Optimisation production through process engineering
- Wits University
Researchers say there are still large gaps in our understanding of the associated utility systems in batch chemical processes.
Professor Thokozani Majozi holds the DST-NRF Chair in Sustainable Process Engineering at Wits.
“Our main research area is sustainable process engineering, within which we are addressing two broad areas - batch chemical processes and continuous processes,” explains Majozi, who’s PhD from the University of Manchester’s Institute of Science and Technology focused on the optimisation of multipurpose batch chemical processes.
More than 50% of South African chemical processes fall within the batch processing type. Ironically, none of the engineering undergraduate programmes in the country focus on this category of chemical processes.
In addition to handling time effectively, which is fundamental in the design and synthesis of batch plants, Majozi realised that there are still large gaps in our understanding of the associated utility systems in batch chemical processes.
These include water and energy.
“In general, batch processes use and generate smaller amounts of water and wastewater, respectively,” he explains.
“However, the nature of industries in which they are generally encountered, like pharmaceuticals and agrochemicals, suggest that they have higher toxic levels in comparison to their continuous counterparts. Consequently, there is a need to develop dedicated techniques to optimise water use.”
On continuous processes, Majozi’s group has been focusing on debottlenecking utility systems, with emphasis on steam system networks and cooling water systems.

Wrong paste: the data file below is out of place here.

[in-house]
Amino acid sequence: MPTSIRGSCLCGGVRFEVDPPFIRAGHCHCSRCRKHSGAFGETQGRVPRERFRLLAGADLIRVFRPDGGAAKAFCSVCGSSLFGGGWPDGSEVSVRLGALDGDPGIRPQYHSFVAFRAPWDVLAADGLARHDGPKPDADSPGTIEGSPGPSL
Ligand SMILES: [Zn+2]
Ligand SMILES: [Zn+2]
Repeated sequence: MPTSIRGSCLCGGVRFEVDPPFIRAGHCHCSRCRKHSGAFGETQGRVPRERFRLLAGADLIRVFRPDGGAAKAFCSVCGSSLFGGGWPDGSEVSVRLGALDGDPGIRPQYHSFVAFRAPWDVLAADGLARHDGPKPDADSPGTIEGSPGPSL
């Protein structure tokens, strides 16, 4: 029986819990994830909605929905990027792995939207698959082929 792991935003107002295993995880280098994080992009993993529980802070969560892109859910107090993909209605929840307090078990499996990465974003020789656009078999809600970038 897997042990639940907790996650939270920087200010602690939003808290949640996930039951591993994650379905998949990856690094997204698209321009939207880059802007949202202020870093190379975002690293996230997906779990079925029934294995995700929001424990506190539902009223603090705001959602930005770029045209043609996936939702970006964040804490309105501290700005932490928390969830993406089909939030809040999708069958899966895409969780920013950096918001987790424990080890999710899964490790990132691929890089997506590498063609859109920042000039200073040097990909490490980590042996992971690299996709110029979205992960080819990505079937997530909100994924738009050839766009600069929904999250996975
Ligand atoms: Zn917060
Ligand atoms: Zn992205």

“Our approach is to look at the cooling tower and heat exchanger network as one unit because they work together and cannot be improved in isolation.”
“If you look at them together, all the evidence suggests you will ultimately get a better system,” he says. “We are also looking at power stations because one of the key units of operation is the cooling tower.
After you have produced superheated steam to run your turbines, the steam is condensed back into water that is then recycled back into the boiler and supplemented by the makeup stream.”
The condensation step is extremely important for the efficiency of the system and the design of the cooling tower is fundamental. Majozi and his team are also exploring the overall efficiency of power generation facilities, including renewable energy options.
His team also focuses on Clean Coal Technology and how to optimise complex power generation systems to achieve maximum efficiencies. On the batch processes side, Majozi is addressing industry production efficiencies.
“The challenge is to help industry use their available capital optimally to meet their production targets for a range of products with different equipment requirements. This requires careful scheduling to meet the prescribed targets within prescribed time horizons,” he concludes.